To be excommunicated one must violate Canon law not just materially but formally.  Many people can commit a material sin, that is do something wrong in the eyes of the Church but not be considered culpable for that sin.  People born in India and who practice the Hindu religion, while “worshipping false gods,” are not sanctioned because of their ignorance of Church bylaws.  Similarly, a Catholic who is unaware is not sanctioned for the same reason.  They are only materially sinful because of their ignorance. 

Indeed, there are several mechanisms by which a person will not be held accountable for their actions.  First, a person must have the full the use of their reason; this means that children and those who are otherwise mentally disabled cannot be held accountable.  Secondly, a person must have sufficient moral liberty; this means that a person must not have been coerced into taking an action.  The action must have been taken of their own free will to be held accountable.  Thirdly, the person must be aware of the law and of the penalties. 

This last criterion is not as easy as one may suppose.  One must became a novice expert on Canon law to incur the penalty.  They must not only know what precisely is prohibited, but also know exactly what the sanction is for committing the action.  Heresy and apostasy are violations of Canon law that incur the sanction of latae sententia excommunication, and they are the ones committed if one adheres to the traditional Deist views.  In the case of excommunication one must not hold to popular misconceptions about the penalty, but understand the penalty and what it entails from the Church’s own perspective.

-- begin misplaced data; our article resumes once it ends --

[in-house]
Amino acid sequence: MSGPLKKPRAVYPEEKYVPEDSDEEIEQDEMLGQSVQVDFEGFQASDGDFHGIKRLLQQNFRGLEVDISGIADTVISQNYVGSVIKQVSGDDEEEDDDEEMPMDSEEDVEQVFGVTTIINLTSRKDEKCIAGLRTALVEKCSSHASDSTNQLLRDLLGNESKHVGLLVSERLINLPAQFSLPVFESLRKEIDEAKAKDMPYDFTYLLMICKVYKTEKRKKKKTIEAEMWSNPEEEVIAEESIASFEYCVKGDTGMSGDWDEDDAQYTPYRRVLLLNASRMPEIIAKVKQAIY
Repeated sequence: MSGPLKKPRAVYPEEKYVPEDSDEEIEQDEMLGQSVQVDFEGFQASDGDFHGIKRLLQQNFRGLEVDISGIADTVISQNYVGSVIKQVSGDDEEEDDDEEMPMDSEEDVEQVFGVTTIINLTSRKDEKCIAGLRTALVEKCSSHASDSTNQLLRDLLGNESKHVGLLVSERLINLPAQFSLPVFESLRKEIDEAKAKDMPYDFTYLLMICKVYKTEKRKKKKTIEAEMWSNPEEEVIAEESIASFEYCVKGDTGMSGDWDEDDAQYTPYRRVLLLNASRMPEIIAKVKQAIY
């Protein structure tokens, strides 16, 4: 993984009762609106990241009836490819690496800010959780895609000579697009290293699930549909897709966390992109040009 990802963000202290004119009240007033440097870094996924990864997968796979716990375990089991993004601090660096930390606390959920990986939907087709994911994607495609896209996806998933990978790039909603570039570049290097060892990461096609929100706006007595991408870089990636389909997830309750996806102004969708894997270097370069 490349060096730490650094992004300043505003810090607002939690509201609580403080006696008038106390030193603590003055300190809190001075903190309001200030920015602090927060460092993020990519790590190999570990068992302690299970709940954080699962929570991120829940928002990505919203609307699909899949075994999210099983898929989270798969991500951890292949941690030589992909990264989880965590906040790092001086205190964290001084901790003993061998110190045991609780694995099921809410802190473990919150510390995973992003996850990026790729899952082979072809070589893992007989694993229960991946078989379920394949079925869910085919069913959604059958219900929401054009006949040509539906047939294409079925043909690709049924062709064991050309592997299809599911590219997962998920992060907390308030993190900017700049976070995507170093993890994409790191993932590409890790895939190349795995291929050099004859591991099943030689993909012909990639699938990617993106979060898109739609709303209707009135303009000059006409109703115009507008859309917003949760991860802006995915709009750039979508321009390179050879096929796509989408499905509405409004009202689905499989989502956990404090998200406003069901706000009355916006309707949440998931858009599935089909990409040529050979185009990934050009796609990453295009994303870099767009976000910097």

Once this knowledge is acquired there is yet one more hurdle.  One must choose not to cease in the prohibited action.  One must be obstinate and recalcitrant.  Only with these four criteria met can one be culpable and incur the sanction.  It is only then that the sin is consummated and that one is formally in violation of Canon law. 

In this regard the Church does make every attempt not to punish its members.  And even the sanction of excommunication is designed to “rescue the single lost sheep.”  It is imposed so that the person will realize their errors and return to the herd.  But verily I say to you, no reasonable person should wish to be a member of a herd.  The tyranny of the priestly shepard over his “sheeple” must be resisted.  Sheep are mindless creatures that obey their masters, but people are rational creatures with a capacity for judgment and a will of their own.  Eat from the tree of knowledge, form your own opinions and live independently.  This is the American way.  Freedom from all forms of tyranny, mental and physical, is why we revolted.  It is a value that must be defended.

Moreover, error and sin are relative.  The Deist could as easily argue that the popish are erroneous and sinful.  But I suggest no such thing.  Arguments between those with different theological views are intractable.  Instead, we should hold steadfast to a higher morality than the Church itself adheres to.  To accept those with different views into our lives, by letting them share in our camaraderie, is a stronger moral position than excluding those who disagree with us.  I believe the Church to be like a child who says, “I don’t want to play with you anymore.”  The Deist is and should be above such petty bickering.